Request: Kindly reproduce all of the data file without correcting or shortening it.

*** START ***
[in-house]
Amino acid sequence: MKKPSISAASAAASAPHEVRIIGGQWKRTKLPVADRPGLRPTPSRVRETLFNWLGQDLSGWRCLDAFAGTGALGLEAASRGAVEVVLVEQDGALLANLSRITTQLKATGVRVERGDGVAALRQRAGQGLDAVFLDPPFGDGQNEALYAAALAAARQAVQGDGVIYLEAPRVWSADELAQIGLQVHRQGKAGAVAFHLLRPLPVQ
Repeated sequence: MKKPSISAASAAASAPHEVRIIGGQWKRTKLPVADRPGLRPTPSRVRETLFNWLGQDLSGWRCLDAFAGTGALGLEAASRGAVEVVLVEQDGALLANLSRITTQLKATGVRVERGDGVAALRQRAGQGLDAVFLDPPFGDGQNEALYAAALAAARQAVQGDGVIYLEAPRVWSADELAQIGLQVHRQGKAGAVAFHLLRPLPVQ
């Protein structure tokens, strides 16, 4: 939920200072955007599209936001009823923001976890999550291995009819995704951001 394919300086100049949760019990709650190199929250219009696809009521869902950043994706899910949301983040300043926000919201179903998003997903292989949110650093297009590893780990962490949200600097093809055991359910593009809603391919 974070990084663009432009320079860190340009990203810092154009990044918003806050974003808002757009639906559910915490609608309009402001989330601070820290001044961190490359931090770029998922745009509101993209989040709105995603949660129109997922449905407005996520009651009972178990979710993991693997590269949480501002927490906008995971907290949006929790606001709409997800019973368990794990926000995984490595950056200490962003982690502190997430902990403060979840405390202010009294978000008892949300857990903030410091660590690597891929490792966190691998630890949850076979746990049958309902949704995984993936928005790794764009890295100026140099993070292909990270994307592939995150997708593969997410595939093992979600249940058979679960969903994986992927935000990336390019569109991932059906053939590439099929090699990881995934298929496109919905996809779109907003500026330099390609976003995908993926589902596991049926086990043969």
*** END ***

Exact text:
[in-house]
Amino acid sequence: MKKPSISAASAAASAPHEVRIIGGQWKRTKLPVADRPGLRPTPSRVRETLFNWLGQDLSGWRCLDAFAGTGALGLEAASRGAVEVVLVEQDGALLANLSRITTQLKATGVRVERGDGVAALRQRAGQGLDAVFLDPPFGDGQNEALYAAALAAARQAVQGDGVIYLEAPRVWSADELAQIGLQVHRQGKAGAVAFHLLRPLPVQ
Repeated sequence: MKKPSISAASAAASAPHEVRIIGGQWKRTKLPVADRPGLRPTPSRVRETLFNWLGQDLSGWRCLDAFAGTGALGLEAASRGAVEVVLVEQDGALLANLSRITTQLKATGVRVERGDGVAALRQRAGQGLDAVFLDPPFGDGQNEALYAAALAAARQAVQGDGVIYLEAPRVWSADELAQIGLQVHRQGKAGAVAFHLLRPLPVQ
């Protein structure tokens, strides 16, 4: 939920200072955007599209936001009823923001976890999550291995009819995704951001 394919300086100049949760019990709650190199929250219009696809009521869902950043994706899910949301983040300043926000919201179903998003997903292989949110650093297009590893780990962490949200600097093809055991359910593009809603391919 974070990084663009432009320079860190340009990203810092154009990044918003806050974003808002757009639906559910915490609608309009402001989330601070820290001044961190490359931090770029998922745009509101993209989040709105995603949660129109997922449905407005996520009651009972178990979710993991693997590269949480501002927490906008995971907290949006929790606001709409997800019973368990794990926000995984490595950056200490962003982690502190997430902990403060979840405390202010009294978000008892949300857990903030410091660590690597891929490792966190691998630890949850076979746990049958309902949704995984993936928005790794764009890295100026140099993070292909990270994307592939995150997708593969997410595939093992979600249940058979679960969903994986992927935000990336390019569109991932059906053939590439099929090699990881995934298929496109919905996809779109907003500026330099390609976003995908993926589902596991049926086990043969």